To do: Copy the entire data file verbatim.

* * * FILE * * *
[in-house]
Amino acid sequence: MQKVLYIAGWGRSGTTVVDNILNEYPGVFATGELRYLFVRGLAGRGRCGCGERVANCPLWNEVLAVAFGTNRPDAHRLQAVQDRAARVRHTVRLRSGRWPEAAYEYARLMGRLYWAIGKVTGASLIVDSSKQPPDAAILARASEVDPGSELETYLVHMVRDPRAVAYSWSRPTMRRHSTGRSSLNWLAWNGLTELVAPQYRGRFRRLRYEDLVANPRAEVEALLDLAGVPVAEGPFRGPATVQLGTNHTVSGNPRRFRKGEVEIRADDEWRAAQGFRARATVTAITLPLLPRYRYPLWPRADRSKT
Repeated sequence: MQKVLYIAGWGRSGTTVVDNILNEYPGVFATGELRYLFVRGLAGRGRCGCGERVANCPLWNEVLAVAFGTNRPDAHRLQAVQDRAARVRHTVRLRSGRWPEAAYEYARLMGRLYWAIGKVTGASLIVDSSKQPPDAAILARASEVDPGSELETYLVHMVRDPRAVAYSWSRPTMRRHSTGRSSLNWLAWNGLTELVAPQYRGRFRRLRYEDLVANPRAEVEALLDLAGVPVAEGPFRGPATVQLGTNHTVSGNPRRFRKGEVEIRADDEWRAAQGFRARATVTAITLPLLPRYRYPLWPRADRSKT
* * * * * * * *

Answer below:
[in-house]
Amino acid sequence: MQKVLYIAGWGRSGTTVVDNILNEYPGVFATGELRYLFVRGLAGRGRCGCGERVANCPLWNEVLAVAFGTNRPDAHRLQAVQDRAARVRHTVRLRSGRWPEAAYEYARLMGRLYWAIGKVTGASLIVDSSKQPPDAAILARASEVDPGSELETYLVHMVRDPRAVAYSWSRPTMRRHSTGRSSLNWLAWNGLTELVAPQYRGRFRRLRYEDLVANPRAEVEALLDLAGVPVAEGPFRGPATVQLGTNHTVSGNPRRFRKGEVEIRADDEWRAAQGFRARATVTAITLPLLPRYRYPLWPRADRSKT
Repeated sequence: MQKVLYIAGWGRSGTTVVDNILNEYPGVFATGELRYLFVRGLAGRGRCGCGERVANCPLWNEVLAVAFGTNRPDAHRLQAVQDRAARVRHTVRLRSGRWPEAAYEYARLMGRLYWAIGKVTGASLIVDSSKQPPDAAILARASEVDPGSELETYLVHMVRDPRAVAYSWSRPTMRRHSTGRSSLNWLAWNGLTELVAPQYRGRFRRLRYEDLVANPRAEVEALLDLAGVPVAEGPFRGPATVQLGTNHTVSGNPRRFRKGEVEIRADDEWRAAQGFRARATVTAITLPLLPRYRYPLWPRADRSKT